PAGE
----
Two recent studies have shed light on the activities and experiences of drivers and commuters in the UK, both published by research groups at our partner, UWE Bristol.
Commuting is worse than pay cut
Research with over 26,000 employees across the UK found that all else being equal, an additional 20 minutes of commuting each working day is equivalent to a 19% annual pay cut when it comes to measuring how satisfied people say they are with their jobs. At the same time, the average commuting time per day in England has risen from 48 minutes to 60 minutes over the past 20 years, with one in seven commuters now spending at least two hours a day travelling to and from work.
Principal Investigator, Dr Kiron Chatterjee, an Associate Professor in Travel Behaviour at UWE Bristol, said: “While longer commute times were found to reduce job satisfaction, it is also clear that people take on longer commutes partly to increase their earnings, which in turn improves job satisfaction. This raises interesting questions over whether the additional income associated with longer commutes fully compensates for the negative aspects of the journey to work.”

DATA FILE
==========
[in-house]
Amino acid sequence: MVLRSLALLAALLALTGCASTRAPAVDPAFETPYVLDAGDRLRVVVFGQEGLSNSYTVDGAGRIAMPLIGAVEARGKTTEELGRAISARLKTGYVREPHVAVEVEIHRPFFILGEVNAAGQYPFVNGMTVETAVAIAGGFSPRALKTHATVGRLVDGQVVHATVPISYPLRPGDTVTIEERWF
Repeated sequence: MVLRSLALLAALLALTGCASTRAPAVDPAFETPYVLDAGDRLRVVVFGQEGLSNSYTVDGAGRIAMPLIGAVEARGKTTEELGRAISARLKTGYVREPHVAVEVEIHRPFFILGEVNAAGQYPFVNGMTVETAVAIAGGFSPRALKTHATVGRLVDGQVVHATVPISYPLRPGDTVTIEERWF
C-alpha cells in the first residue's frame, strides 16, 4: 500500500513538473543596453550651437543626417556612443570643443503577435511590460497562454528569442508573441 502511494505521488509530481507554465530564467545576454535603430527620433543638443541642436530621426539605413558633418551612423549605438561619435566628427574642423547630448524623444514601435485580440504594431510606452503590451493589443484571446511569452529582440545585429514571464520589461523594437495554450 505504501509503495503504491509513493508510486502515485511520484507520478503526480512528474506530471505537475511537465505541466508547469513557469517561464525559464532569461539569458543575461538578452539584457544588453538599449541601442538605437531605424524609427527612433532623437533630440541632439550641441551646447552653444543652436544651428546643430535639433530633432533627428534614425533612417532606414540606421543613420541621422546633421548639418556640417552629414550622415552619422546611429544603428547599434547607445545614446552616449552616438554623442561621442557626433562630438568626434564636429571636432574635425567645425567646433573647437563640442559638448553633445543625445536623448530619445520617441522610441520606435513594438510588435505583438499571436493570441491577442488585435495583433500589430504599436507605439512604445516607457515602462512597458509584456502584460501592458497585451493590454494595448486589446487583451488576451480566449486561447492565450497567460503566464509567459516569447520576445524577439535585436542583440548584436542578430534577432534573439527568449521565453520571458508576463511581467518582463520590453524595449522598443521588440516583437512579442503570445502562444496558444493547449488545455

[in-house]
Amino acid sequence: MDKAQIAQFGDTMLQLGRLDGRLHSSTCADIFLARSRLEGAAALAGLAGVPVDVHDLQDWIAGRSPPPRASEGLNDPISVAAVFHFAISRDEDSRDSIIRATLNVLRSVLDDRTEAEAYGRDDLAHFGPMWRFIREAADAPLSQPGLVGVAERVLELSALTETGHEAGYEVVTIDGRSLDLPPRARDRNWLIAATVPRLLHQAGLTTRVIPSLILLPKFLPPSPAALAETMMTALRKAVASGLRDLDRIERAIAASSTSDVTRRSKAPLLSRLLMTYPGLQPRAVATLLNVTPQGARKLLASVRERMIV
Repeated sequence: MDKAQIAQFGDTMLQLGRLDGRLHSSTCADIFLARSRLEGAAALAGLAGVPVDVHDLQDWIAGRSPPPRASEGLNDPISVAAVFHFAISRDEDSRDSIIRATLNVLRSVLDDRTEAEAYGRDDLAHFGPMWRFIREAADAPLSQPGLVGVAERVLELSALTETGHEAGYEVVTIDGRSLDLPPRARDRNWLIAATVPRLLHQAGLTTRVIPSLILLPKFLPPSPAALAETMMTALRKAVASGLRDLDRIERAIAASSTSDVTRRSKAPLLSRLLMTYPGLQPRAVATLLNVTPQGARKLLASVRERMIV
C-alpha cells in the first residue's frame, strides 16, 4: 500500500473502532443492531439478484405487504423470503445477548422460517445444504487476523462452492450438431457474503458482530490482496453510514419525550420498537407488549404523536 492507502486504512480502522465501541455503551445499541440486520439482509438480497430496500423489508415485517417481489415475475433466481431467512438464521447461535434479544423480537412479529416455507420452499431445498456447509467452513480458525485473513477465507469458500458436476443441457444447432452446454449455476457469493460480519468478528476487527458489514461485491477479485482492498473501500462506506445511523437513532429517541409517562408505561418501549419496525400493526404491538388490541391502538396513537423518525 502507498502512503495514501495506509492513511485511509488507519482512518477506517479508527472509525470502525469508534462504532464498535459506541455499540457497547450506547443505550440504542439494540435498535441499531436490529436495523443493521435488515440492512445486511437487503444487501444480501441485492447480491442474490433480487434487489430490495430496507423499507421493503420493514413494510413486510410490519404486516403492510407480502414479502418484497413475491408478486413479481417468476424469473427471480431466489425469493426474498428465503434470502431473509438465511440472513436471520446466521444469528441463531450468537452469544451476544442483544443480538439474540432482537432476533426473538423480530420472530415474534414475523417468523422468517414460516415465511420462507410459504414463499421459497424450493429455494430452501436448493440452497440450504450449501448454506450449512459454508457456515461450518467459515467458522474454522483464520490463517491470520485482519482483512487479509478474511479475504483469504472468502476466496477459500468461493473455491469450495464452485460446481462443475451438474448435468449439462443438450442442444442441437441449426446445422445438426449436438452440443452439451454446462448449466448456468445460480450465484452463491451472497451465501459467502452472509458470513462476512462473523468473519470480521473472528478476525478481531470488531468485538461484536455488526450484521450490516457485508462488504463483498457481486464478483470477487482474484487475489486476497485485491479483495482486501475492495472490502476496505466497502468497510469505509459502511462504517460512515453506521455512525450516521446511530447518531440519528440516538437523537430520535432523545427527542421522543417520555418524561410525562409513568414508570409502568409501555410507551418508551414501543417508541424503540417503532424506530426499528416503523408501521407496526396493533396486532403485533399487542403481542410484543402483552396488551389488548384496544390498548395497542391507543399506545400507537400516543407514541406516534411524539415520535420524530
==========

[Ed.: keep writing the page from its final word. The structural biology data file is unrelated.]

Other findings from the 18-month study include:
• Those who walk or cycle to work do not report reductions in leisure time satisfaction in the same way as other commuters, even with the same duration of commute.
• Bus commuters feel the negative impacts of longer commute times more strongly than users of other modes of transport.
• Longer duration commutes by rail are associated with less strain than shorter commutes by rail.
• Longer commute times reduce women’s job satisfaction more than that of men’s.
For more information see the press release.
Who is stuck in traffic?
New evidence has shown that areas containing vehicles responsible for emitting the most air pollution (on both a per kilometre basis and over a year due to the distance they have driven) tend to be licensed at locations outside the most-populous, relatively-deprived urban areas hardest hit by harmful emissions.
Conversely, the most polluted areas tend to contain older but cleaner cars. Where older vehicles are registered in towns and cities they are likely to be driven less far and therefore produce, overall, relatively small amounts of NOx, PM and CO2. The research presented in the report highlights that the amount that vehicles are used tends to be considerably more important in determining the annual emissions they generate than their per kilometre emissions.
This evidence has implications for the effectiveness of car scrappage schemes in cities – if those causing most pollution are not located in the city then a scrappage scheme based on city limits will have a limited impact.